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It is incredibly varied depending on your lifestyle and even the kind of calories that you are eating. There are people who are consuming up to 8-10000 calories per day, but they are endurance athletes like professional cyclists, riding their bike for 6 hours a day. There are people who are healthy eating just 1500 calories per day because they aren't burning a lot of energy exercising or in their work so they don't need as much.
As the previous post stated, the recommendation from many sides is around 2000 calories per day, but it is really important to think about lifestyle and other things and not think that there is a magic number for everyone that will gaurantee health or fitness by limiting intake to that number of calories.
Caloric consumption is highly individualized. The ADA (Am.Dietetic Assoc.) states that most adults should consume approximately 2,000 cal./day. In the U.S., a vast majority of people consume more than this every day. Determining factors of intake include gender, body frame, age, and activity level.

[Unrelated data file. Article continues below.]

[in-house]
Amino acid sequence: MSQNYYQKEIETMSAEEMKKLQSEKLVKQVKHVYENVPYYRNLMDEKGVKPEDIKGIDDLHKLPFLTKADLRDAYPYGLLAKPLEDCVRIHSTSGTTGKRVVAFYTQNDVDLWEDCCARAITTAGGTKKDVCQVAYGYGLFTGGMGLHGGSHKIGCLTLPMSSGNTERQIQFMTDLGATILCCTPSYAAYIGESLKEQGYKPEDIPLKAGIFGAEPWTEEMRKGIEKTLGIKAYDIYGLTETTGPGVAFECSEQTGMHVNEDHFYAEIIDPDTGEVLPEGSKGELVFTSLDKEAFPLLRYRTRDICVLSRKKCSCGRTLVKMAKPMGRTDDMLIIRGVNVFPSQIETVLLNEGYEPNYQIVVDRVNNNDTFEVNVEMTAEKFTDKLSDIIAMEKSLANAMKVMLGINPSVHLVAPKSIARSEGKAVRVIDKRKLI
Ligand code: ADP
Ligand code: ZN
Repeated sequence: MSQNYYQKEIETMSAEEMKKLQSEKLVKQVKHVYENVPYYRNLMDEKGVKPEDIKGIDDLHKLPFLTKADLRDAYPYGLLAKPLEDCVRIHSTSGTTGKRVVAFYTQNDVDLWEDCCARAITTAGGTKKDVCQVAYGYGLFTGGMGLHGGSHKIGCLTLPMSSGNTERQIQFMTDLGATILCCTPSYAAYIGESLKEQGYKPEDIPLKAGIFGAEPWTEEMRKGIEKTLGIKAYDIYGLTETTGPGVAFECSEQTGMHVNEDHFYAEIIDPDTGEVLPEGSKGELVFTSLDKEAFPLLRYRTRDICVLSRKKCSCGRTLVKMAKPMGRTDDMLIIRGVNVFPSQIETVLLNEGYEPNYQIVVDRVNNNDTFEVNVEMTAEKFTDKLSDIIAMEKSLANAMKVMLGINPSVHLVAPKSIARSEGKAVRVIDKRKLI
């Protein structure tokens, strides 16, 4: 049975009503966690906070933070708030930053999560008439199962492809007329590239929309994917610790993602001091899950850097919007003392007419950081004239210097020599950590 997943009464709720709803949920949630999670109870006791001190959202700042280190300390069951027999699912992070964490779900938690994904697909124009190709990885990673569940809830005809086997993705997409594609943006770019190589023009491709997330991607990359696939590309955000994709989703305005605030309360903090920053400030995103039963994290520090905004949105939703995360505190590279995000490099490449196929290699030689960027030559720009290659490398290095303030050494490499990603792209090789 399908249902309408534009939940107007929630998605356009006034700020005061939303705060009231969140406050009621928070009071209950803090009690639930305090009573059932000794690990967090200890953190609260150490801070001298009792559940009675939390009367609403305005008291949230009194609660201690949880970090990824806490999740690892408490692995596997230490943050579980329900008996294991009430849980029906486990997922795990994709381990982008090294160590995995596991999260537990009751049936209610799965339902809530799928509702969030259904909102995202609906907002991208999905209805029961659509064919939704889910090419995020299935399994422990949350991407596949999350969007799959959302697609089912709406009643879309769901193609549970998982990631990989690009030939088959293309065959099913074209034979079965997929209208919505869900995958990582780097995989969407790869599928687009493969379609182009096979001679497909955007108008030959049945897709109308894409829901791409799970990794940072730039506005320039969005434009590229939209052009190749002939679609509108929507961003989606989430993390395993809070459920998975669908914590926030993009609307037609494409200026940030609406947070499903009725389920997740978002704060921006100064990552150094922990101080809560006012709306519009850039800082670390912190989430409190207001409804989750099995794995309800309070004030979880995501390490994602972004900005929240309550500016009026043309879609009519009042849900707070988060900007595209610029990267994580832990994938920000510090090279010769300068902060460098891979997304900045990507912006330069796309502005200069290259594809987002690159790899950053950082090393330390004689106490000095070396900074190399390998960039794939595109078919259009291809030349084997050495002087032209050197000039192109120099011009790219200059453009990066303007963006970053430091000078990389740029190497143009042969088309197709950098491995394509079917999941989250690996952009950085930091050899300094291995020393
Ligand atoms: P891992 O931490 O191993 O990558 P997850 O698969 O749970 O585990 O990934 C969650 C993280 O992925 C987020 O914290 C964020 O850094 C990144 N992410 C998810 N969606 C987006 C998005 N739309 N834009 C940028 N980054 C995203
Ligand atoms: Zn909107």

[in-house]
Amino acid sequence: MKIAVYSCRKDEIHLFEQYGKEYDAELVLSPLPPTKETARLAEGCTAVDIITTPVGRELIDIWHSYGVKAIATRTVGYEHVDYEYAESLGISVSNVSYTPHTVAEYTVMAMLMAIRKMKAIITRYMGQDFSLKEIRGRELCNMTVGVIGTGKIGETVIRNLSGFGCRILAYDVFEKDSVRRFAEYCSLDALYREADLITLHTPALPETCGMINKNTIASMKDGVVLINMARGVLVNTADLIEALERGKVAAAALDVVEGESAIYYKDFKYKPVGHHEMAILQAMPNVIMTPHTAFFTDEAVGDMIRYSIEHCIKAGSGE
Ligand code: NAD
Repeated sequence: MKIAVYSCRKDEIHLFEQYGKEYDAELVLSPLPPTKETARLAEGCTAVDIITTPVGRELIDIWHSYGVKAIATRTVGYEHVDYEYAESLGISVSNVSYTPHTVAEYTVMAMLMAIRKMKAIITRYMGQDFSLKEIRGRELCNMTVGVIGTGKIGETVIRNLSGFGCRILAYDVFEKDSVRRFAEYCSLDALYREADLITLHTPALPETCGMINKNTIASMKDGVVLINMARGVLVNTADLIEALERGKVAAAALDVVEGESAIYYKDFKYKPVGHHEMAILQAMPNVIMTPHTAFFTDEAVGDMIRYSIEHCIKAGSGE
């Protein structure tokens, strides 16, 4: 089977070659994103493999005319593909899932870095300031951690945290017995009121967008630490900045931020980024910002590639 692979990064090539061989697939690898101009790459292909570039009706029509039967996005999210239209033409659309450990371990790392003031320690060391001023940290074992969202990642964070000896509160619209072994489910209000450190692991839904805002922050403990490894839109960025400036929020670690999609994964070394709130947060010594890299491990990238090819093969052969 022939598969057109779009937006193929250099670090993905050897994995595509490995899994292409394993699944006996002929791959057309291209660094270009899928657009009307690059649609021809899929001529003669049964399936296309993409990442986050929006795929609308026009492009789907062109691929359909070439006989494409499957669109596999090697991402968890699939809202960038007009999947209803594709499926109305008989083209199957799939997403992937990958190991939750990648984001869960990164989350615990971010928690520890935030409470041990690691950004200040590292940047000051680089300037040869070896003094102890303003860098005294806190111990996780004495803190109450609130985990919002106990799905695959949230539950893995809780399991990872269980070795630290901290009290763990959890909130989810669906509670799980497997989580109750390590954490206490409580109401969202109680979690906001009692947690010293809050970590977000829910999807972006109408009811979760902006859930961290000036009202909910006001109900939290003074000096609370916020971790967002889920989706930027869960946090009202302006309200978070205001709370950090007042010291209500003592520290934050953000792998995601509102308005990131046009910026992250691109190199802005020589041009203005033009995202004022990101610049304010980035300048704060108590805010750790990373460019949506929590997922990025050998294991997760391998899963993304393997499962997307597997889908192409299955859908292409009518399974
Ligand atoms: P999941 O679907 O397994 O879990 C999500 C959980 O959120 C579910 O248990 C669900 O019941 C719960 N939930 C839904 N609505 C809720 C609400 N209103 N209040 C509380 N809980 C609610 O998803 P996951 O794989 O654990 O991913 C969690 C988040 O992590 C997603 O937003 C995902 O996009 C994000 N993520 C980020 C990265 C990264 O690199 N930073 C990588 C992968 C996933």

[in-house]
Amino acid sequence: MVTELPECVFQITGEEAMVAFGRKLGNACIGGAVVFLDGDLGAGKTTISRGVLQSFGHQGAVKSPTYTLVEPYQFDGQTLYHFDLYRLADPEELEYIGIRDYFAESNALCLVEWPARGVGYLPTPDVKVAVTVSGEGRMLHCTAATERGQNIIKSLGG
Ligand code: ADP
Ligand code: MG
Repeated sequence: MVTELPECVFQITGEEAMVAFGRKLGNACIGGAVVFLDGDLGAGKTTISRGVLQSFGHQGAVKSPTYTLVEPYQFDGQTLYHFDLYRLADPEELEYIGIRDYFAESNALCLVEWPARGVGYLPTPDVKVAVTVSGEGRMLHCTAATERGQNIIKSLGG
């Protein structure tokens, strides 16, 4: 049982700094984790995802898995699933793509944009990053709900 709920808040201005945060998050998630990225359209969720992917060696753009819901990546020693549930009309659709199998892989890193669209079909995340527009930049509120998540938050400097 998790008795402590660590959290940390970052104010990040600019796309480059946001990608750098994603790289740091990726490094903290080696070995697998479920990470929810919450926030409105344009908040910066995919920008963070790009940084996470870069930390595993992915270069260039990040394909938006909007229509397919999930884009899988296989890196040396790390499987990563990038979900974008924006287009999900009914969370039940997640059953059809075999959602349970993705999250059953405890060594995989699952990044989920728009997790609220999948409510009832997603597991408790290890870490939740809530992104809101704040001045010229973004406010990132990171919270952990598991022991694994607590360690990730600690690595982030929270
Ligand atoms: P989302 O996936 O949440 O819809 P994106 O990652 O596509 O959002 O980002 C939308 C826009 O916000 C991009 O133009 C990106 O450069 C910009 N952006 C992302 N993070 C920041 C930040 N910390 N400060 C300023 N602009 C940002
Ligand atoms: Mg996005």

As a general rule, we need less calories per day as we get older, metabolism slows down a bit, as does activity level. However, some older adults lead a very active lifestyle and so caloric intake would vary. Also, people that do physically challenging work would need a higher amount of calories because they burn more than the person who sits at a desk all day. Activity level is probably the biggest determinant of caloric needs.
1000 to 1500 calories ..
The American Dietetic Association (ADA) recommends,, an overall caloric intake of 2000 calories per day as a base number. But this is a base number. The actual ideal amount of calories necessary for good health is dependent on many factors such as age, gender, weight, as well as a person's level of activity.
A main thing for anyone to remember, when striving to lose weight, is that he must consume fewer calories per day than he is using up. Mainly, but not exclusively, these calories are used through exercise. The equation is as simple as that.
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